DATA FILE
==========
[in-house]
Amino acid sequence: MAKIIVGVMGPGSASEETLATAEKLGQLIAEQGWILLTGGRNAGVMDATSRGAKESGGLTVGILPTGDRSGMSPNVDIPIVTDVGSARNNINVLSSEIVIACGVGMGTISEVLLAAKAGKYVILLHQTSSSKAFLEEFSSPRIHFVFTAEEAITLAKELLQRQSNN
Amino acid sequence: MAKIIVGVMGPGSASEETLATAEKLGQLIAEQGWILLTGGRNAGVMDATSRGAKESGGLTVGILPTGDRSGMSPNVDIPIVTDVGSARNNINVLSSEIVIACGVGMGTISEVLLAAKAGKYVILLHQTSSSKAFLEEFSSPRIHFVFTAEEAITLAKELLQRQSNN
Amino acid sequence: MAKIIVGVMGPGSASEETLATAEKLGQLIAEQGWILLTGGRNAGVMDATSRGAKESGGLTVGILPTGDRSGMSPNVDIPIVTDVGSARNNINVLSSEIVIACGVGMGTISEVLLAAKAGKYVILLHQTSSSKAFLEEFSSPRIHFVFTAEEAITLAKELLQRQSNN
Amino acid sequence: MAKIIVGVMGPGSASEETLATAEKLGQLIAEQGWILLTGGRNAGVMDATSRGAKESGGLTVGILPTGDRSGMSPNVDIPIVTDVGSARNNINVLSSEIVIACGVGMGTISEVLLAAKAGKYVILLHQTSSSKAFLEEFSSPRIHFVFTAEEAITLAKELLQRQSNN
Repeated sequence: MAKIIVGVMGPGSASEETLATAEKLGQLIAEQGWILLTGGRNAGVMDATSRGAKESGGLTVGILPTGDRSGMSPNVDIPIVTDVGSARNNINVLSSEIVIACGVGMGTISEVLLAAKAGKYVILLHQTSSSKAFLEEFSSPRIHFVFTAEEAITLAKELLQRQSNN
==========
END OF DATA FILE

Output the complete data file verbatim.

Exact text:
[in-house]
Amino acid sequence: MAKIIVGVMGPGSASEETLATAEKLGQLIAEQGWILLTGGRNAGVMDATSRGAKESGGLTVGILPTGDRSGMSPNVDIPIVTDVGSARNNINVLSSEIVIACGVGMGTISEVLLAAKAGKYVILLHQTSSSKAFLEEFSSPRIHFVFTAEEAITLAKELLQRQSNN
Amino acid sequence: MAKIIVGVMGPGSASEETLATAEKLGQLIAEQGWILLTGGRNAGVMDATSRGAKESGGLTVGILPTGDRSGMSPNVDIPIVTDVGSARNNINVLSSEIVIACGVGMGTISEVLLAAKAGKYVILLHQTSSSKAFLEEFSSPRIHFVFTAEEAITLAKELLQRQSNN
Amino acid sequence: MAKIIVGVMGPGSASEETLATAEKLGQLIAEQGWILLTGGRNAGVMDATSRGAKESGGLTVGILPTGDRSGMSPNVDIPIVTDVGSARNNINVLSSEIVIACGVGMGTISEVLLAAKAGKYVILLHQTSSSKAFLEEFSSPRIHFVFTAEEAITLAKELLQRQSNN
Amino acid sequence: MAKIIVGVMGPGSASEETLATAEKLGQLIAEQGWILLTGGRNAGVMDATSRGAKESGGLTVGILPTGDRSGMSPNVDIPIVTDVGSARNNINVLSSEIVIACGVGMGTISEVLLAAKAGKYVILLHQTSSSKAFLEEFSSPRIHFVFTAEEAITLAKELLQRQSNN
Repeated sequence: MAKIIVGVMGPGSASEETLATAEKLGQLIAEQGWILLTGGRNAGVMDATSRGAKESGGLTVGILPTGDRSGMSPNVDIPIVTDVGSARNNINVLSSEIVIACGVGMGTISEVLLAAKAGKYVILLHQTSSSKAFLEEFSSPRIHFVFTAEEAITLAKELLQRQSNN